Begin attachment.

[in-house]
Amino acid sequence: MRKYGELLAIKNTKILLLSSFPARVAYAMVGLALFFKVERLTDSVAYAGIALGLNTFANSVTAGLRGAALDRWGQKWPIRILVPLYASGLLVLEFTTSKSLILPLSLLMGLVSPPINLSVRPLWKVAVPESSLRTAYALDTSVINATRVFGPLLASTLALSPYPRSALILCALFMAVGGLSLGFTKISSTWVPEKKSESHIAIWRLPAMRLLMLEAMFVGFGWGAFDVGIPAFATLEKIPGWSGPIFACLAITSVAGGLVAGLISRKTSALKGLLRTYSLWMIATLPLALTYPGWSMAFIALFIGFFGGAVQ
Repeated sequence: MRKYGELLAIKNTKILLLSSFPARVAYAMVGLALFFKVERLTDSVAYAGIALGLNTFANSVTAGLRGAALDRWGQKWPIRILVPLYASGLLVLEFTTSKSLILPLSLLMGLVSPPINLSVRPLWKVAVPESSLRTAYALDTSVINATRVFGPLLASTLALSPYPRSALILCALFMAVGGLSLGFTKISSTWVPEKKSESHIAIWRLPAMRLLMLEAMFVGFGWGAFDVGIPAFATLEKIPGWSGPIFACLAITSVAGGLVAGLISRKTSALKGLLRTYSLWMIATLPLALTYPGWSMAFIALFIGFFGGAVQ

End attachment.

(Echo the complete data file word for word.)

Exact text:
[in-house]
Amino acid sequence: MRKYGELLAIKNTKILLLSSFPARVAYAMVGLALFFKVERLTDSVAYAGIALGLNTFANSVTAGLRGAALDRWGQKWPIRILVPLYASGLLVLEFTTSKSLILPLSLLMGLVSPPINLSVRPLWKVAVPESSLRTAYALDTSVINATRVFGPLLASTLALSPYPRSALILCALFMAVGGLSLGFTKISSTWVPEKKSESHIAIWRLPAMRLLMLEAMFVGFGWGAFDVGIPAFATLEKIPGWSGPIFACLAITSVAGGLVAGLISRKTSALKGLLRTYSLWMIATLPLALTYPGWSMAFIALFIGFFGGAVQ
Repeated sequence: MRKYGELLAIKNTKILLLSSFPARVAYAMVGLALFFKVERLTDSVAYAGIALGLNTFANSVTAGLRGAALDRWGQKWPIRILVPLYASGLLVLEFTTSKSLILPLSLLMGLVSPPINLSVRPLWKVAVPESSLRTAYALDTSVINATRVFGPLLASTLALSPYPRSALILCALFMAVGGLSLGFTKISSTWVPEKKSESHIAIWRLPAMRLLMLEAMFVGFGWGAFDVGIPAFATLEKIPGWSGPIFACLAITSVAGGLVAGLISRKTSALKGLLRTYSLWMIATLPLALTYPGWSMAFIALFIGFFGGAVQ